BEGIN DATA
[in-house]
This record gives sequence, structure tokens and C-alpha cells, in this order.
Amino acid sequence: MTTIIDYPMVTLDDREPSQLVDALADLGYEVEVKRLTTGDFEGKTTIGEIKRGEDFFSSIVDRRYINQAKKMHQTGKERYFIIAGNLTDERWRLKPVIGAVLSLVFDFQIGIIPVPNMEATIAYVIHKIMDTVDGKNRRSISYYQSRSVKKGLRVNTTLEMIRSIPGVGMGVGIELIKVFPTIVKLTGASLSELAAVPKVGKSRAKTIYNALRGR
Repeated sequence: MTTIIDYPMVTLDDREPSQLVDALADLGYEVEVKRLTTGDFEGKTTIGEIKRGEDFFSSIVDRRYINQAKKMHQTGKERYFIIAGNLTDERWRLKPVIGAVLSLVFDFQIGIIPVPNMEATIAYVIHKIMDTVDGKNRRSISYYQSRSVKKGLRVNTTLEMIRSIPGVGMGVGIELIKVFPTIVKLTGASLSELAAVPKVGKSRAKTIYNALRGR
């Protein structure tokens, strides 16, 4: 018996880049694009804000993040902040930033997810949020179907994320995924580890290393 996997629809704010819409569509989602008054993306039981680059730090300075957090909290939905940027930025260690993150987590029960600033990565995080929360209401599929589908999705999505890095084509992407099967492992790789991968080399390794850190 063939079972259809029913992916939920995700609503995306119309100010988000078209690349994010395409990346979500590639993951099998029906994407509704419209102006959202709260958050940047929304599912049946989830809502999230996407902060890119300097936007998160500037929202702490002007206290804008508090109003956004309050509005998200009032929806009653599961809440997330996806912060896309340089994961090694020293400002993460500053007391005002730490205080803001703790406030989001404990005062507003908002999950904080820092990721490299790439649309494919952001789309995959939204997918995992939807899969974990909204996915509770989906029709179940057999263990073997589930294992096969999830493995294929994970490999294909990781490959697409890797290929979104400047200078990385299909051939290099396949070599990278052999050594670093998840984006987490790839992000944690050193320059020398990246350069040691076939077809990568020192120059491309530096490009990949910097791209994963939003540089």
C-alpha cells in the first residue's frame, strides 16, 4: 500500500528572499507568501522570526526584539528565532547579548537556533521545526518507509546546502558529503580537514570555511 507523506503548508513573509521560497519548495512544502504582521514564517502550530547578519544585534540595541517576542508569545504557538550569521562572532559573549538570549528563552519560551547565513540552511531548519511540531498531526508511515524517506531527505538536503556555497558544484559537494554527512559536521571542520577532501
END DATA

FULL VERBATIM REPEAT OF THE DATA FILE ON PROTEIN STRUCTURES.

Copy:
[in-house]
This record gives sequence, structure tokens and C-alpha cells, in this order.
Amino acid sequence: MTTIIDYPMVTLDDREPSQLVDALADLGYEVEVKRLTTGDFEGKTTIGEIKRGEDFFSSIVDRRYINQAKKMHQTGKERYFIIAGNLTDERWRLKPVIGAVLSLVFDFQIGIIPVPNMEATIAYVIHKIMDTVDGKNRRSISYYQSRSVKKGLRVNTTLEMIRSIPGVGMGVGIELIKVFPTIVKLTGASLSELAAVPKVGKSRAKTIYNALRGR
Repeated sequence: MTTIIDYPMVTLDDREPSQLVDALADLGYEVEVKRLTTGDFEGKTTIGEIKRGEDFFSSIVDRRYINQAKKMHQTGKERYFIIAGNLTDERWRLKPVIGAVLSLVFDFQIGIIPVPNMEATIAYVIHKIMDTVDGKNRRSISYYQSRSVKKGLRVNTTLEMIRSIPGVGMGVGIELIKVFPTIVKLTGASLSELAAVPKVGKSRAKTIYNALRGR
């Protein structure tokens, strides 16, 4: 018996880049694009804000993040902040930033997810949020179907994320995924580890290393 996997629809704010819409569509989602008054993306039981680059730090300075957090909290939905940027930025260690993150987590029960600033990565995080929360209401599929589908999705999505890095084509992407099967492992790789991968080399390794850190 063939079972259809029913992916939920995700609503995306119309100010988000078209690349994010395409990346979500590639993951099998029906994407509704419209102006959202709260958050940047929304599912049946989830809502999230996407902060890119300097936007998160500037929202702490002007206290804008508090109003956004309050509005998200009032929806009653599961809440997330996806912060896309340089994961090694020293400002993460500053007391005002730490205080803001703790406030989001404990005062507003908002999950904080820092990721490299790439649309494919952001789309995959939204997918995992939807899969974990909204996915509770989906029709179940057999263990073997589930294992096969999830493995294929994970490999294909990781490959697409890797290929979104400047200078990385299909051939290099396949070599990278052999050594670093998840984006987490790839992000944690050193320059020398990246350069040691076939077809990568020192120059491309530096490009990949910097791209994963939003540089």
C-alpha cells in the first residue's frame, strides 16, 4: 500500500528572499507568501522570526526584539528565532547579548537556533521545526518507509546546502558529503580537514570555511 507523506503548508513573509521560497519548495512544502504582521514564517502550530547578519544585534540595541517576542508569545504557538550569521562572532559573549538570549528563552519560551547565513540552511531548519511540531498531526508511515524517506531527505538536503556555497558544484559537494554527512559536521571542520577532501